The Patron Saints of Travel – Who were these Wise men or Magi?


The church of the nativity is visited by hundreds of thousands of people each year and is the most visited place in Palestine.  Christian pilgrims from many faiths come to see the place where the Christ child was born.  In the Manger district of Bethlehem, one of the oldest churches on the planet still stands.  It has a fascinating history and has been spared numerous times.

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3rd Century Sarcophagus (courtesy Wikipedia)

They say a Persian mosaic in the floor kept the Persian army from destroying the church.  The floor in the church has a lower floor, be sure to look down into the original floor.  It has been built up and reconstructed on different occasions.  The columns of the church are incredible, but don’t forget to go downstairs to the most important part and the reason the church was constructed where it was…

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The entrance of the church is most unusual.  A 4 foot door entry makes you imagine a small little church, but in reality it is a large church, but not the size of the basilicas in Europe.  This column is of John the Baptist or Baptizer, the one to prepare the way.

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The picture of the stable and the manger as being the birthplace of Jesus is a picture which is indelibly etched in our minds; but it may well be that that picture is not altogether correct. Justin Martyr, one of the greatest of the early fathers, who lived about A.D. 150, and who came from the district near Bethlehem, tells us that Jesus was born in a cave near the village of Bethlehem (Justin Martyr, Dialogue with Trypho, 78, 304); and it may well be that Justin’s information is correct. The houses in Bethlehem are built on the slope of the limestone ridge; and it is very common for them to have a cave-like stable hollowed out in the limestone rock below the house itself; and it is very likely that it was in such a cave-stable that Jesus was born.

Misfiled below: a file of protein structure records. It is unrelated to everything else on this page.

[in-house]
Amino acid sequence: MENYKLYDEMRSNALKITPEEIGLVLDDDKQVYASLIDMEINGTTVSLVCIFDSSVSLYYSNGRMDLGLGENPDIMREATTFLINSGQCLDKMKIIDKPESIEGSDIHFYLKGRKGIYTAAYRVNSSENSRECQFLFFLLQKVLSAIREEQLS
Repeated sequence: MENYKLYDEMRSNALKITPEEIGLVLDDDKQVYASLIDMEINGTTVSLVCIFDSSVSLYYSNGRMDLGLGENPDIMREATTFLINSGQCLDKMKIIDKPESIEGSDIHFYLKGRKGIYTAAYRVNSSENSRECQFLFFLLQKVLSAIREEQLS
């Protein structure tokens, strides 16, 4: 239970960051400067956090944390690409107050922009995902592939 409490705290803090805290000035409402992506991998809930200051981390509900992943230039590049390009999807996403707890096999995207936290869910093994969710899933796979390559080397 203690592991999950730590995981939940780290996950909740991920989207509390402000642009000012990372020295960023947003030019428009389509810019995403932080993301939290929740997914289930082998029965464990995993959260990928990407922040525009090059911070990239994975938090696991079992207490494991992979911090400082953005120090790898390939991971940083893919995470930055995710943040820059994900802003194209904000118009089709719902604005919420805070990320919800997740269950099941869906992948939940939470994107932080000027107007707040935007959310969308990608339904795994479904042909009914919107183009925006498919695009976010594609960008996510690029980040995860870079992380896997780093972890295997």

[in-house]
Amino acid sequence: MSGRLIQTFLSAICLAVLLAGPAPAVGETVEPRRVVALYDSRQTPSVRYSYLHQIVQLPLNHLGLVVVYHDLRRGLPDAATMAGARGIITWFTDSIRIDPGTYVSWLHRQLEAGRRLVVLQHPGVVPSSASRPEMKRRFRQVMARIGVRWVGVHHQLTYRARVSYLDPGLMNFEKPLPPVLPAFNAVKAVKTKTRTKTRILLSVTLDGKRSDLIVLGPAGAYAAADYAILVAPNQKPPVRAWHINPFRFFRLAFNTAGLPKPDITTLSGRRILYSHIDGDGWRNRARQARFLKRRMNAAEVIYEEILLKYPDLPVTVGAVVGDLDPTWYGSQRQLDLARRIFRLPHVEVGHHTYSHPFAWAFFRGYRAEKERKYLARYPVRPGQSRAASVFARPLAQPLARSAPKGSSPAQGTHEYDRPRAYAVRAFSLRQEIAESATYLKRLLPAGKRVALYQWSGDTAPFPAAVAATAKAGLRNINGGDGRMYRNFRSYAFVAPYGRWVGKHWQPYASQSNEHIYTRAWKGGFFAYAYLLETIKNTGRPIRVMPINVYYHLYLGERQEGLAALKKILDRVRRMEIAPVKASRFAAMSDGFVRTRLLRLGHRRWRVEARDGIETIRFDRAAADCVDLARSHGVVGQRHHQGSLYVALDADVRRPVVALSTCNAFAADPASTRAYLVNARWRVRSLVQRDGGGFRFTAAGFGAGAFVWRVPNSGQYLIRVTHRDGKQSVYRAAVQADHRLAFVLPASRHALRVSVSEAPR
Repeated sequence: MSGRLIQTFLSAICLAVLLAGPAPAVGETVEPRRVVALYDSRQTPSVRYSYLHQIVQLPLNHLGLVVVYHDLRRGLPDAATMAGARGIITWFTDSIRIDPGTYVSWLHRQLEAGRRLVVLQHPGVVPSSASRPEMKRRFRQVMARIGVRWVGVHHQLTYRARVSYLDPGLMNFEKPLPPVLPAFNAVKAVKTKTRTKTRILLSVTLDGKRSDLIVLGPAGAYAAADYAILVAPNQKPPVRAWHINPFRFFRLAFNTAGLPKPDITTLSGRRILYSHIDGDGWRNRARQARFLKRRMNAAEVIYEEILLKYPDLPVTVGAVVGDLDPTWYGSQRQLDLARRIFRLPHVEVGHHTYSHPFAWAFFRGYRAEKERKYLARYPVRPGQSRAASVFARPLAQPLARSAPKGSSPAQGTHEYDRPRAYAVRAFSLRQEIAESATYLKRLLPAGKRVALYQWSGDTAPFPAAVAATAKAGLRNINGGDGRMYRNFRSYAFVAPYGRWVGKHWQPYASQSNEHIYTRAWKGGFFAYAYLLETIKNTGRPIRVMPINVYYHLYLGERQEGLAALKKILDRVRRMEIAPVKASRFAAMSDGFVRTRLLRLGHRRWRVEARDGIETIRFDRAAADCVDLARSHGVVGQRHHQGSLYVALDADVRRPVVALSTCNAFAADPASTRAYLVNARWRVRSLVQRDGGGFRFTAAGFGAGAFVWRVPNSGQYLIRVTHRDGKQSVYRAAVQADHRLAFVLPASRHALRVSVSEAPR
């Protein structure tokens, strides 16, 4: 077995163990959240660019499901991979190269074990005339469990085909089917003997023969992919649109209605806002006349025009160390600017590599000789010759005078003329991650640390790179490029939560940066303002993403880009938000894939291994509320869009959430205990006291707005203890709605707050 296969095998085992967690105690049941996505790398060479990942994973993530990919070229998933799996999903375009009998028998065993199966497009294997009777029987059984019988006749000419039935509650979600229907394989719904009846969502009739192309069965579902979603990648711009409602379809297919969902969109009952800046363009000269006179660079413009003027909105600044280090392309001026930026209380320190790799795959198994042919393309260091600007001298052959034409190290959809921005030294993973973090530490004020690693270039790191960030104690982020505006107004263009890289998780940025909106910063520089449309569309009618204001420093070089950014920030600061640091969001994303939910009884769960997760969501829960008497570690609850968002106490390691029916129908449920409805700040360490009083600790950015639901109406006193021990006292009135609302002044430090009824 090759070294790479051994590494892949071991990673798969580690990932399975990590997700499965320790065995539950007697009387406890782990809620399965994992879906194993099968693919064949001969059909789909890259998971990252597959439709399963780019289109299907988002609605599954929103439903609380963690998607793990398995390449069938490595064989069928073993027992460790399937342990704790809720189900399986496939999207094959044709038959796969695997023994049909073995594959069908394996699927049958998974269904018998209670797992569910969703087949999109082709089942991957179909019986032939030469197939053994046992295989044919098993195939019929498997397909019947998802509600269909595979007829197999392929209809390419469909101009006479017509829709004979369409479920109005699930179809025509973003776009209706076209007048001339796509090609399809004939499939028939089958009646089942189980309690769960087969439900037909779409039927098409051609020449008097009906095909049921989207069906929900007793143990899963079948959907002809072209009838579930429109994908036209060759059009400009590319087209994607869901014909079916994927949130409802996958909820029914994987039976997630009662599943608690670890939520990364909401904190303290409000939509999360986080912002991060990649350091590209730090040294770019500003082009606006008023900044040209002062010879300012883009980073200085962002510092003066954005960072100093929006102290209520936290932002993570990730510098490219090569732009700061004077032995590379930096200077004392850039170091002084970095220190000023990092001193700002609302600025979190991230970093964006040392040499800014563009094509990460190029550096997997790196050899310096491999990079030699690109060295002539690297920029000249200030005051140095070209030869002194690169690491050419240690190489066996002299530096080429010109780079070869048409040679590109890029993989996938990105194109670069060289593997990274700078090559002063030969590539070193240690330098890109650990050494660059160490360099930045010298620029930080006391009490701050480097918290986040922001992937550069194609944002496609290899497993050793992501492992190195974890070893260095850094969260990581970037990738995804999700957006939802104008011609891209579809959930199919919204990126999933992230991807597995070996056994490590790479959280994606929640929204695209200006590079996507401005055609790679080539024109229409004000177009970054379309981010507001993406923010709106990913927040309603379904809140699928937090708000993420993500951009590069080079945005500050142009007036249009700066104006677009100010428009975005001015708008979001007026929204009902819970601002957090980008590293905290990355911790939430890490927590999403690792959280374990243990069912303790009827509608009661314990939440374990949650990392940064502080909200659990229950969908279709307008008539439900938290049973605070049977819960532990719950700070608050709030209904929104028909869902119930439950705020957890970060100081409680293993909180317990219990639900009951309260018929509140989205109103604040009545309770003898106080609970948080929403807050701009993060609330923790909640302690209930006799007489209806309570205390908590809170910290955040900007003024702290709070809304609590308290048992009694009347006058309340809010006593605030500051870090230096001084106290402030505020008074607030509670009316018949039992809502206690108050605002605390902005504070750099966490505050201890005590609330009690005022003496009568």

To this day such a cave is shown in Bethlehem as the birthplace of Jesus and above it the great Roman Church of the Nativity has been built. For very long that cave has been shown as the birthplace of Jesus. It was so in the days of the Roman Emperor, Hadrian, for Hadrian, in a deliberate attempt to desecrate the place, erected a shrine to the heathen god Adonis above it. When the Roman Empire became Christian, early in the fourth century, the first Christian Emperor, Constantine, built a great church there, and that church still stands. H. V. Morton tells how he visited that Church of the Nativity in Bethlehem. He came to a great wall, and in the wall there was a door so low that even a dwarf would have to stoop to enter it; and through the door, and on the other side of the wall, there was the church. Beneath the high altar of the church, there is the cave, and when the pilgrim descends into it he finds a little dark cavern about fourteen yards long and four yards wide, lit by fifty-three silver lamps; and in the floor there is a star, and round it a Latin inscription: ” Here Jesus Christ was born of the Virgin Mary.”

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Above: The location of the holy family.  Marked by three lamps in the Church of the Nativity in Bethlehem.

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Above: Star marks the spot of the birthplace of Jesus. The newborn king.

According to Christianity, a group of distinguished foreigners who visited Jesus after his birth, bearing gifts are regular figures in traditional accounts of the celebrations of Christmas and are an important part of the Christian tradition.